This article forms part of the commemoration of the 50th anniversary of the Tydskrif vir
Geesteswetenskappe. It presents an overview of events and debates in education provision in
South Africa during the period under review.
The article argues that education between 1961 and 2011 needs to be understood against the
backdrop of what happened in the country even before 1961. It therefore lists and briefl y discusses
a number of pre-1961 historical events pertinent to education.
Before 1994, and from 1961 onward in particular, education in South Africa was dominated
by the separate but equal paradigm, also espousing the principle of differentiated education to
accommodate the learning needs of learners and the needs of the country.
The South Africa Act of 1909 set the tone for the exclusion of the so-called non-Whites from
political and other processes. It allocated higher education to the Union Government and all
other education to the four provincial governments. This period was characterised among others
by the creation of advisory councils for non-White education and various levels of education
institutions for non-Whites. Various investigations to explore possibilities regarding the provision
of education for non-Whites like the Eiselen Commission were commissioned.
In 1948 the National Party assumed power and adopted the apartheid policy (separate
development). The Bantu Education Act was promulgated soon after and it came to epitomise all
that was objectionable about the separate but equal policy: unequal spending on children of
different races and a curriculum designed to educate Black children for second class citizen status.
It unleashed opposition to apartheid education that was not to stop before 1994. Separate
educational laws for the education of Indians and Coloureds were introduced in the 1960s and
the Education and Training Act was promulgated in the 1970s to regulate the education of all
Black people inside “South Africa” and outside it in the self-governing territories that had been
formed by that time.
In 1994 the ANC took over political power and immediately gave expression to the Freedom
Charter notion that the doors of learning shall be opened to all. The ANC espoused what can be
called a human rights (transformative or freedom) education paradigm built on the pillars of
equality, access, redress, non-racialism, non-sexism and quality. It transformed the education
system and created only one national education department with nine provincial departments and
only two types of schools – public and independent schools.
The ANC introduced sweeping legislative and policy changes and changed the organisation,
funding and governance of schools. Compulsory school attendance for all children was introduced
and only one national school-end examination was put in place.
The article argues that neither the separate but equal nor the human rights paradigm achieved
their ideals. This conclusion is reached by analysing the performance of the system, the training
of teachers, the curriculum, the cultural and religious aspects of schooling, the role that unions
play in education and the funding of education. It further concludes that too many schools remain
dysfunctional and that many children do not yet have access to quality education despite the fact
that participation in education has improved dramatically. The unique role of unions in South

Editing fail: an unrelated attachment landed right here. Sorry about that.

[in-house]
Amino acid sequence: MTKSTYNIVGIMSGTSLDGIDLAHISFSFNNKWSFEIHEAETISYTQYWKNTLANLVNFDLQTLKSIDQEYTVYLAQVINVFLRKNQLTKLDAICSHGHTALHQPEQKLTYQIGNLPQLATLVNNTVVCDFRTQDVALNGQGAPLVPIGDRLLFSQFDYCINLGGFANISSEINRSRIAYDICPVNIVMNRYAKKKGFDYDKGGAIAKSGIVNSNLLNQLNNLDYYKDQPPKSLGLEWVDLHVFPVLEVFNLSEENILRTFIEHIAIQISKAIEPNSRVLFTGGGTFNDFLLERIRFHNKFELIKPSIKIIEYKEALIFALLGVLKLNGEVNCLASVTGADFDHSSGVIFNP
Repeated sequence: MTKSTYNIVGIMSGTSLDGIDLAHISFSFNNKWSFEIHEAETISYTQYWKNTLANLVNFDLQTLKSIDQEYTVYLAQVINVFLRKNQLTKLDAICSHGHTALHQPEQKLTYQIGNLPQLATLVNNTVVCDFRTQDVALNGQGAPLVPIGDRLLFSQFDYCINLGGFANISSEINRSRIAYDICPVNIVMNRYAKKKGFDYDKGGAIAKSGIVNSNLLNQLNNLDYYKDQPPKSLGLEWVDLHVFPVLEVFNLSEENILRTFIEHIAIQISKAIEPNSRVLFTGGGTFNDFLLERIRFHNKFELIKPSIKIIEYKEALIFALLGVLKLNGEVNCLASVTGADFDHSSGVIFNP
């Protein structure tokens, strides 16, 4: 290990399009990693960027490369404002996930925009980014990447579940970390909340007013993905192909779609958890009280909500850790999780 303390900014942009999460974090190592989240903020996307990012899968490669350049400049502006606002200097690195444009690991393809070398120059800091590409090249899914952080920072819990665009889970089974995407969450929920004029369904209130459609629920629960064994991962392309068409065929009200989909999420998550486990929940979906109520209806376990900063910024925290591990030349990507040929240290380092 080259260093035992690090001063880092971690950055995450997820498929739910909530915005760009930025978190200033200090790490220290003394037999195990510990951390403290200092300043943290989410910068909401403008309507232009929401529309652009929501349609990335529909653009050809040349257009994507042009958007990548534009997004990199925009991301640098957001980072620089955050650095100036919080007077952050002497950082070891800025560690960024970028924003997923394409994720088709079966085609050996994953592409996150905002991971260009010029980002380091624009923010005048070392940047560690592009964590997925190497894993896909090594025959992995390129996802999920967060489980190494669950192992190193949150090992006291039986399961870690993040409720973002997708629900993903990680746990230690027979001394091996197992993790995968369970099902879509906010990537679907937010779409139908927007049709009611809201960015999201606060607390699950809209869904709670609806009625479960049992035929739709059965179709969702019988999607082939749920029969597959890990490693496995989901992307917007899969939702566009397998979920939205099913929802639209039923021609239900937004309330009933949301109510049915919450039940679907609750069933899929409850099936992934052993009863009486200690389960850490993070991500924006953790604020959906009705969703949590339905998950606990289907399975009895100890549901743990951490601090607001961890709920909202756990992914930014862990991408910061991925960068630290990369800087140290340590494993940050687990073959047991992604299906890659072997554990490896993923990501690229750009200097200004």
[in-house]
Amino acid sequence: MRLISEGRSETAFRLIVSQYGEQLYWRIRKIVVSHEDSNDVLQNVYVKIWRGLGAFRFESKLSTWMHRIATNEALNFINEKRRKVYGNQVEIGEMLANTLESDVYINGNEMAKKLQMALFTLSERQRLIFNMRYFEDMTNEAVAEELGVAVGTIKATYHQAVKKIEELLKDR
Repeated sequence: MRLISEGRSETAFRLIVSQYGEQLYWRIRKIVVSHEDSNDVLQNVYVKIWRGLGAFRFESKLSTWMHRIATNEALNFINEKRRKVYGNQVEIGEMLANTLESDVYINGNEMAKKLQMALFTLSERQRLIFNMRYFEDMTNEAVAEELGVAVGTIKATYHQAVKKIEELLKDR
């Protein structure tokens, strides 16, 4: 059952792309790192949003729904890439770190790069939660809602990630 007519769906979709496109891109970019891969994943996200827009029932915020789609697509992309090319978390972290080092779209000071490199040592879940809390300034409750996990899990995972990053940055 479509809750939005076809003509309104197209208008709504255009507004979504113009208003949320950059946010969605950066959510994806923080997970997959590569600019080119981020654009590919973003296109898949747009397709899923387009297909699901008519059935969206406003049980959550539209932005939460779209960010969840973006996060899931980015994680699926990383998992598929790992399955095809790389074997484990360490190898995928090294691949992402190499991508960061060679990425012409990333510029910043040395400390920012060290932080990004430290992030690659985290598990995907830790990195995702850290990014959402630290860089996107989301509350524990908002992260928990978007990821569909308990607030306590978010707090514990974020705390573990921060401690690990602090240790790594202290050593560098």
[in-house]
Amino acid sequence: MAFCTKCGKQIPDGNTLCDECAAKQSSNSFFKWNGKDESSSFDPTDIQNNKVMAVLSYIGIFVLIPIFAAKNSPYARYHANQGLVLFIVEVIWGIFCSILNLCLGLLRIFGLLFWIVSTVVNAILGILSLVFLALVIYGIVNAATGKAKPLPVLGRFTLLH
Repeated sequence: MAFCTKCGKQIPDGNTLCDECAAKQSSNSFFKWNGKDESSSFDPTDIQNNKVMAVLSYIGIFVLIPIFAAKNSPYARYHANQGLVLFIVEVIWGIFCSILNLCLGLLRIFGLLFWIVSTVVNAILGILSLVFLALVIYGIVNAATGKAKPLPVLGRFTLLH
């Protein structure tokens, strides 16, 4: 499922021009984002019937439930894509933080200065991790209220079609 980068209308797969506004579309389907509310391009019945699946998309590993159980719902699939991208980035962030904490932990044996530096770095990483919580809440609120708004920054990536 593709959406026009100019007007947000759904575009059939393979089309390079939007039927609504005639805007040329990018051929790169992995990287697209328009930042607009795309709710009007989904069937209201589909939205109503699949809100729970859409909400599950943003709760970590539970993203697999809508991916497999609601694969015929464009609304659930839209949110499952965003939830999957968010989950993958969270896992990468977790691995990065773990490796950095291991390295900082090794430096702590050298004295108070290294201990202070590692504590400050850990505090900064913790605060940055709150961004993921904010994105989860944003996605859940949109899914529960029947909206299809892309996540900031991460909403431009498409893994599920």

African governance and schooling is examined and their alleged disruptive rule regarding the
management and governance of education is explored.
The main claim of the article is that participation in education has increased but that the
performance of the system has not improved signifi cantly. Previous gaps and inequalities seem
to have remained and may even have widened.
The ideals pursued by the two paradigms in question remain elusive. There are, however, a
number of keys that can be used to unlock the potential of the education system so that it may contribute its share to the wellbeing of the citizens of the country and to the welfare and development
of the country as a whole.
Die doel van hierdie artikel is om die 50ste bestaansjaar van die Tydskrif vir Geestesweten skappe
te gedenk en om die vyftig jaar in verband te bring met onderwysvoorsiening in Suid-Afrika
gedurende hierdie tydperk.
Onderwys in die tydperk 1961–2011 moet verstaan word binne die konteks van wat reeds
voor 1961 plaasgevind het en daarom word enkele historiese momente van belang vir die onderwys
voor 1961 uitgelig. In die tydperk voor 1994 is die voorsiening van onderwys oorheers deur die
paradigma van afsonderlike maar gelyke onderwys – soos onder andere vergestalt deur die
benadering van eie en algemene onderwyssake van die tagtigerjare. Die ideale van hierdie
paradigma is nie bereik nie en onderwysvoorsiening was grootliks ongelyk en op ras gebaseer.
Sedert 1994 is die onderwys gekenmerk deur die menseregte- of transformasie-paradigma
wat onder meer gelykheid, regstelling en toegang tot onderwysgeleenthede beklemtoon het.
Nie een van hierdie paradigmas kon egter outentieke differensiëring in onderwysvoorsiening
bewerkstellig nie. Die ongelykhede van voor 1994 het grootliks bly voortbestaan. Gapings tussen
die prestasies van rassegroepe het nie vernou nie, hoewel die toegang tot onderwys dramaties
Die artikel bespreek brandpunte in onderwysvoorsiening in die betrokke tydperk en toon dat
daar nog nie bevredigende oplossings gevind is vir uitdagings rakende onderwysersopleiding, die
bestuur en beheer van onderwysinrigtings en die stelsel, die religieuse en kulturele aard van die
onderwys en die rol wat onderwyserorganisasies behoort te speel nie.
Die artikel word afgesluit met ’n aanduiding van aspekte wat die sleutel tot die verbetering
van onderwysvoorsiening kan wees.